Seattle Mariners Will Pay Chone Figgins to Go Away

Thomas HolmesCorrespondent IIINovember 21, 2012

May 6, 2011; Seattle, WA, USA; Seattle Mariners third baseman Chone Figgins (9) fields a ground ball against the Chicago White Sox in the second inning at Safeco Field. Mandatory Credit: Steven Bisig-US PRESSWIRE

Finally, the long nightmare is over—Chone Figgins is out. 

Chone Figgins may have come to Seattle with good intentions, but he will leave as arguably the worst free agent acquisition in Mariners history.

It was a marriage that quickly went downhill, beginning with the disastrous 2010 campaign and seemed only to get worse with the passage of time. Even when both sides tried to salvage the situation, it failed.

Remember back in spring training this year when the M's cooked up the plan to hit Figgins in the leadoff spot with the hopes it could revive his career? 

It didn't—and given that general manager Jack Zduriencik had run out of options, especially with the need to finalize the team's 40-man roster—it was time to cut the cord. 

On some level you have to figure that even Figgins, in addition to Zduriencik, was relieved to be free of the whole ordeal.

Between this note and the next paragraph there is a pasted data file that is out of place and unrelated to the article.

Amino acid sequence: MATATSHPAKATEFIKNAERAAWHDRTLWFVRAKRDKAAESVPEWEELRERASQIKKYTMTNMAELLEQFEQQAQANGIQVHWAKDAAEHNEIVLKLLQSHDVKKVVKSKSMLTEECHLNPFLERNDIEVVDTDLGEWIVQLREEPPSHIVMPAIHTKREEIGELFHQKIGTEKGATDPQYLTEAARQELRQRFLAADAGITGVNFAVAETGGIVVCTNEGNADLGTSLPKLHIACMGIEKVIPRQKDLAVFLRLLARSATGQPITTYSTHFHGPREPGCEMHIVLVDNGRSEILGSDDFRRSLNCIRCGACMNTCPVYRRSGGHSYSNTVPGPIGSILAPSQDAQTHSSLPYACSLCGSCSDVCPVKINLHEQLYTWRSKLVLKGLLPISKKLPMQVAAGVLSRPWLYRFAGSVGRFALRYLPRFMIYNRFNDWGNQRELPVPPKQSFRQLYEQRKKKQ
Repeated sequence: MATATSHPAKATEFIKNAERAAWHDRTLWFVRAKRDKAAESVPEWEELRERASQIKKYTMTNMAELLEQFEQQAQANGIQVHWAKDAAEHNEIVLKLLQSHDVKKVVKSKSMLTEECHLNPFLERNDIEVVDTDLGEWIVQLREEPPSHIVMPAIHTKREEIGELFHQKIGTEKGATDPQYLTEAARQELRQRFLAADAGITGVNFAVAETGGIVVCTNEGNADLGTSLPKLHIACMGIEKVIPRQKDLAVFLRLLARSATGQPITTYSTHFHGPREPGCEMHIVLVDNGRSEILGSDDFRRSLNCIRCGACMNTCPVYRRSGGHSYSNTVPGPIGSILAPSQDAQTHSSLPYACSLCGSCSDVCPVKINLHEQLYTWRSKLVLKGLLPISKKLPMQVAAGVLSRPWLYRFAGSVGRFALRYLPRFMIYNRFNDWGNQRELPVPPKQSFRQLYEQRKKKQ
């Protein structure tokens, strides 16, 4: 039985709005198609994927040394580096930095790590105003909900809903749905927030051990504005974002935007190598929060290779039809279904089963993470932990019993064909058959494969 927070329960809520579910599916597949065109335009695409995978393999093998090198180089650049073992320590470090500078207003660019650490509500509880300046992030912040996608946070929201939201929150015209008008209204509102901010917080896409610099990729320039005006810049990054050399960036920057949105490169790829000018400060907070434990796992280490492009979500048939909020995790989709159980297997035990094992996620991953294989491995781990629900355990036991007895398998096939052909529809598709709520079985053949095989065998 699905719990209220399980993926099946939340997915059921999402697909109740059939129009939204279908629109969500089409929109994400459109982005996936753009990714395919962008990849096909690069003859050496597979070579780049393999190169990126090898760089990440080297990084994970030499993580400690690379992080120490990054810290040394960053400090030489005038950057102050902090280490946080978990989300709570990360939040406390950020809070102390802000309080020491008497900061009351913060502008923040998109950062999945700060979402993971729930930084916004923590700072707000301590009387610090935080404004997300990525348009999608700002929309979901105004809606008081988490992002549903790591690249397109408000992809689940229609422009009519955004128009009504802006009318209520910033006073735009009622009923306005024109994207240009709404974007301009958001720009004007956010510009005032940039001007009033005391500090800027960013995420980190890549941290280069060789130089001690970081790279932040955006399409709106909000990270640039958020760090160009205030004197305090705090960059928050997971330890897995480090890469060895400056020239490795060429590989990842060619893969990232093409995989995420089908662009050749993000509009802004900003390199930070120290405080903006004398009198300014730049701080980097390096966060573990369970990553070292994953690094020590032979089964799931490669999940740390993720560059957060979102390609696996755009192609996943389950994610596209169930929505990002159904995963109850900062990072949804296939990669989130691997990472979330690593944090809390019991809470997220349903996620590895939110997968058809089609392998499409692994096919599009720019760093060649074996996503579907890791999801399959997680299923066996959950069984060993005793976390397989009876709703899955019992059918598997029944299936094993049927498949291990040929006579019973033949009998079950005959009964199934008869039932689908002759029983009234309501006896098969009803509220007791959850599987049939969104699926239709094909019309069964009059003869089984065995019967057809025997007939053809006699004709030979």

Figgins can now get on with his life and so can the Mariners, they also shipped outfielder Trayvon Robinson to Baltimore for Robert Andino on Tuesday.

In a trade most of us will forget about by the time we start to pick at the Thanksgiving leftovers in the fridge late Thursday night, the Mariners acquired a 28-year-old utility man who may be able to swing above the Mendoza line.  

Meanwhile, Robinson's stay with the M's was all too brief given his promising start when he first arrived in Seattle. 

Unfortunately, he never really fit within the grand scheme of what the Mariners had in mind when they traded for him. Here's to hoping that he gets the chance to shine in Baltimore—it certainly wouldn't be the first time the M's had that happen.    

Time will tell, but for now I'm not about to get my hopes too high on Andino or the Mariners other acquisition this offseason, Scott Cousins. 

You get the feeling that Zduriencik will continue mining the depths of mediocrity this winter in search for diamonds within a mountain of coal. 

On some level it's admirable that the M's front office is trying to make the most of the situation, on others it's a bit desperate and doesn't inspire much hope. 

Whether the team will sign or trade for someone significant remains to be seen, but with Figgins out of the picture (but sadly still on the payroll) perhaps Jack Z will feel liberated enough to make a big move at some point once again.

Perhaps these moves are all part of a bigger plan and the Mariners are simply getting the minor pieces in place?

We can only hope so. Otherwise, it's going to be a long, cold winter.